May 28, 2021

Tricks for Stretching a Tight Hemiplegic Hand

I am haunted by a client who had her fingernails grow into her palm because the nurses could not open her tight hemiplegic (paralyzed) hand.  Here are tricks that make opening a tight hand easier. Trick # 1.  Using force makes spastic muscles fight harder. The instant you feel resistance slow down so movement is barely visible.  Patience pays off. 
Trick # 2.  Try not to touch the client's palm.  This may stimulate the hand to close.
 
Trick # 3.  To open the hand, start by bending the wrist slightly 1st.  This is how police get people to open their hand to drop a weapon.  Bending the wrist relaxes tendons that cross over the wrist before they go to the ends of your fingers.
Caution: Aim for a small amount of wrist flexion (see angle in photo).  As the tendons relax, the fingers will open slightly so you do not have to pull on fingers curled in a tight fist. 

Trick # 4.   A fist will relax even further if you straighten the thumb.  The thumb has half the muscles in the hand so it is a bully.  The trick is to wrap several fingers around the base of the client's thumb rather than pulling with the bony ends of your fingers.
 
Caution:  Overstretching the fingers can damage muscles  needed for active movement later on (lumbricals and interossei).  Always keep the fingers in a straight line with the palm.              DO NOT straighten the fingers like in the photo on the left.  
When stretching the wrist, it is better to aim for partial finger extension so muscles will relax instead of fight you.  I can get my wrist all the way back now, but I always keep my fingers in line with my palm (see green arrows).  homeafterstroke.blogspot.com

May 21, 2021

Early Hand Use by Exploiting Normal Anatomy

It is hard to stay motivated when tests do not give you credit for the hard work you are doing.  
Fortunately, the Toronto Hand Function Test gives clients partial credit for opening their hand with tenodesis (1).  You do not have to visualize how tendons works.  To feel tenodesis, bend your sound wrist down as far as you can and try to make a fist.  Tendon action in this position keeps the hand open.  Tendon action also closes the hand when you extend you wrist (see black line below). 
 
The Toronto Hand Function Test gives credit for 5 different movements: reach, passive grasp by using tenodesis, active grasp, lift, and manipulate.  This creates a very sensitive basement that detects early recovery.  For example, Level 3 of 7 gives a client partial credit for reaching and grasping an object with a passive grasp without being able to lift or manipulate the object.  

When I reach for an object, I cannot open my hand with my wrist extended like able-bodied people do (black line).  My droopy wrist position leaves some slack in my flexor tendons that want to make a fist.  This allows my sound hand to place an object in my partially open affected hand.  I need my affected hand to hold objects still so my sound hand can manipulate them.  When I was able-bodied I never noticed how many times a day I needed to use both hands.  homeafterstroke.blogspot.com

1. Kapadia N, Zivanovic V, Verrier M, Popovic 
    M. Toronto Rehabilitation Institute-Hand Function 
    Test. Top Spinal Cord Inj Rehabil. 2021 Spring; 18(2): 167-186.

May 9, 2021

Rolling Over in Bed Can Be a *****

Right after my stroke, rolling over in bed took horrendous effort when I was most tired.  When I rolled onto my sound side, my floppy hemiplegic arm would get stuck behind me.  It felt like a wrestler was pinning my upper body to the bed.  I had to remember to use my sound hand to pull my hemiplegic arm across my chest before I started to roll while pulling on the bed rail.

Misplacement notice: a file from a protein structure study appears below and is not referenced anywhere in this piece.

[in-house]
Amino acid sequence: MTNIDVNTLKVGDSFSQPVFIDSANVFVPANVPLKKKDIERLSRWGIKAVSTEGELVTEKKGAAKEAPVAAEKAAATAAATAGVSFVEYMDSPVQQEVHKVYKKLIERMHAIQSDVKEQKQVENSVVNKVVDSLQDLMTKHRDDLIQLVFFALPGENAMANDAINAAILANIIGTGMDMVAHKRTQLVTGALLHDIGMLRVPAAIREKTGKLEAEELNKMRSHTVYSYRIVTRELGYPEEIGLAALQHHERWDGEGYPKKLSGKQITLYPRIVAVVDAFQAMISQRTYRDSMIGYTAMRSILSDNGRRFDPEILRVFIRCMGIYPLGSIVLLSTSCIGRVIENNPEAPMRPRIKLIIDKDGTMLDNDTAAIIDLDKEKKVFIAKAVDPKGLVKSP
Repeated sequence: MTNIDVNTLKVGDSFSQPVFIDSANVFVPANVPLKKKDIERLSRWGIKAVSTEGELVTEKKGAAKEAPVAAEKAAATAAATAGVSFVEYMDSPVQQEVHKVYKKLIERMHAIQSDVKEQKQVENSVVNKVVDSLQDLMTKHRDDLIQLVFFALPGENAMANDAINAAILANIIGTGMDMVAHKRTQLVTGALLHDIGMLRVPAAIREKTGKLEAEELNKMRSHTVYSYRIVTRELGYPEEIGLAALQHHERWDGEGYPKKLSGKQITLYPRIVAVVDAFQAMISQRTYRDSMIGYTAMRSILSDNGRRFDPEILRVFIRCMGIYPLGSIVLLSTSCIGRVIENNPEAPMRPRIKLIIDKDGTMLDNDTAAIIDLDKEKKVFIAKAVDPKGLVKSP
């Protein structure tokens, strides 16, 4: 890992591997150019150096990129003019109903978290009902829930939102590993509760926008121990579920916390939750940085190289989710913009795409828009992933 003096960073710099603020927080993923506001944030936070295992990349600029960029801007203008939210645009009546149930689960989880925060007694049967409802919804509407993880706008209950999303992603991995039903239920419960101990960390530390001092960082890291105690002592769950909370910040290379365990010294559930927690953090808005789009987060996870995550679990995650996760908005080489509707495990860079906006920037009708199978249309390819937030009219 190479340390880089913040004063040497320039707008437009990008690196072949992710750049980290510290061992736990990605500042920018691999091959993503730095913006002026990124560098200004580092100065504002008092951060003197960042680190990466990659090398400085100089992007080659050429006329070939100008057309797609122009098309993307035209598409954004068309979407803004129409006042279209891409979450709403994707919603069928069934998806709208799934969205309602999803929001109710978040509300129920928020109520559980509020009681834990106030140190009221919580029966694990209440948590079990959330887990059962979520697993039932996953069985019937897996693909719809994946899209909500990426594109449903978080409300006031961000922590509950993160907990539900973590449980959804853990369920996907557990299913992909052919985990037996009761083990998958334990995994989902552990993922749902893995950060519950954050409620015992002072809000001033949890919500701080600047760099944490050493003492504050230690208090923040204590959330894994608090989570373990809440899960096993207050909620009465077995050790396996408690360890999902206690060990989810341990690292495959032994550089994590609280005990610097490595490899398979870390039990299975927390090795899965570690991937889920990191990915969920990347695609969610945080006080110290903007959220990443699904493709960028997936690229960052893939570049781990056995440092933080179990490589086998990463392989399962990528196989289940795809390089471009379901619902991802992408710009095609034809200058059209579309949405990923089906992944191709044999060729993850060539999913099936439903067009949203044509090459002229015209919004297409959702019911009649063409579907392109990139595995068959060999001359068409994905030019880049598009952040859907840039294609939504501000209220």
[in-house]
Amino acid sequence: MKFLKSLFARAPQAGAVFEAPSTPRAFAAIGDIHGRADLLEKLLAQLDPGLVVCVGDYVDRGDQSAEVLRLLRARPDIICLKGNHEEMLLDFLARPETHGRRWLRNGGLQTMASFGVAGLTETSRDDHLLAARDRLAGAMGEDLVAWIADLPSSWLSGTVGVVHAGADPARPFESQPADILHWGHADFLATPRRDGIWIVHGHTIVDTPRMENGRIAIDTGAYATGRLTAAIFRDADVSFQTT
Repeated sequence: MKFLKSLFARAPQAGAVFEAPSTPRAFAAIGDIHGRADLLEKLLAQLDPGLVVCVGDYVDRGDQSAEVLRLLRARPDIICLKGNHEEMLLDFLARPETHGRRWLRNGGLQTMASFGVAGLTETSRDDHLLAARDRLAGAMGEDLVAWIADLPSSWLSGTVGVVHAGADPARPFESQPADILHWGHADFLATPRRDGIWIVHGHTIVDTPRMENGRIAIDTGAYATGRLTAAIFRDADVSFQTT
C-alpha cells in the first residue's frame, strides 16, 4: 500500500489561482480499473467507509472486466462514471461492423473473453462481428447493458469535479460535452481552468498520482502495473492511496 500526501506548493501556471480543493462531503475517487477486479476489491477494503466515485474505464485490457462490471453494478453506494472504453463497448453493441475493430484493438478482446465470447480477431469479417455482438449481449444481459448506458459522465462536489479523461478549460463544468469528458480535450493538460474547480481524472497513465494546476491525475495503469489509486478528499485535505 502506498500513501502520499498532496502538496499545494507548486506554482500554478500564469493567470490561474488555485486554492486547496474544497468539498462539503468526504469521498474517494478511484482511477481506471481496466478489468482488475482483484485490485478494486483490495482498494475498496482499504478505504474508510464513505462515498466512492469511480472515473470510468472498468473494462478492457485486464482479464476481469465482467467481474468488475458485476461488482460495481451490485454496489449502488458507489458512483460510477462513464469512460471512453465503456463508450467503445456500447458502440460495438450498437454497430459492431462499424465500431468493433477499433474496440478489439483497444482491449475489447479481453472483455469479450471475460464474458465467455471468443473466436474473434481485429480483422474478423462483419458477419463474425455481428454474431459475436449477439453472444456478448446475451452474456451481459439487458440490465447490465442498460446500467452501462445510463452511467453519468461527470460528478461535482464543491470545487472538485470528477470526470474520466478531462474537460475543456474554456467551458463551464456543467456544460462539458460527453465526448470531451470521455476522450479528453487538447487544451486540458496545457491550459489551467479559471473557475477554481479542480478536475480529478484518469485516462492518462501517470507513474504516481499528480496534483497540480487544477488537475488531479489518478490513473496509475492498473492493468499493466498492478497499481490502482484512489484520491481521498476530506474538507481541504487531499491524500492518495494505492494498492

Seventeen years later rolling onto my sound side is still difficult.  One night when I wanted to roll over so I could sleep on my sound left side, my hand reached for the folding chair I placed next to my bed.  This chair is lower than my bed which makes it easier to lean down to tie my shoes.  With the help of the chair and a hemiplegic arm that now rolls with the rest of my body, I quickly fell asleep.  Once again serendipity made my life better.   


However, I have gotten good at rolling onto my hemiplegic right side to get out of bed.  My sound arm crosses over my chest as I swing my sound leg over my hemiplegic leg.  My sound hand reaches for the mattress as I hang both legs over the edge of the bed.  The weight of my legs dropping down helps pull my trunk and head up.  My sound hand pushes on the mattress to help me sit up.  homeafterstroke.blogspot.com

May 4, 2021

Escaping Frustration

My sound hand can place small objects between the index and middle fingers of my affected hand so this hand can hold objects still.  As an OT I know this is a weird grasp that has no name.            As a stroke survivor it makes me really happy.




The index and middle fingers of my affected hand can hold a toothbrush so my sound hand can squeeze toothpaste on the brush.  







The index and middle fingers of my affected hand can hold a cotton swab still while my sound hand cuts it in half.  This creates smaller pieces of cotton I put in my ears before I use hair spray on my short hair. 


I use my teeth to pull a rubber glove on my sound hand.  I do not want to touch shopping carts and transfer what my hand picked up to my car key, car door, and steering wheel.  When I get my groceries to my car, I use my teeth to pull the glove off inside out.  I do not want to leave a dirty glove in the cart so I place it between the index and middle fingers of my affected hand.  
I unlock  my car door and put the used glove in a cup in my car.
Then I put my groceries on my back seat.  

homeafterstroke.blogspot.com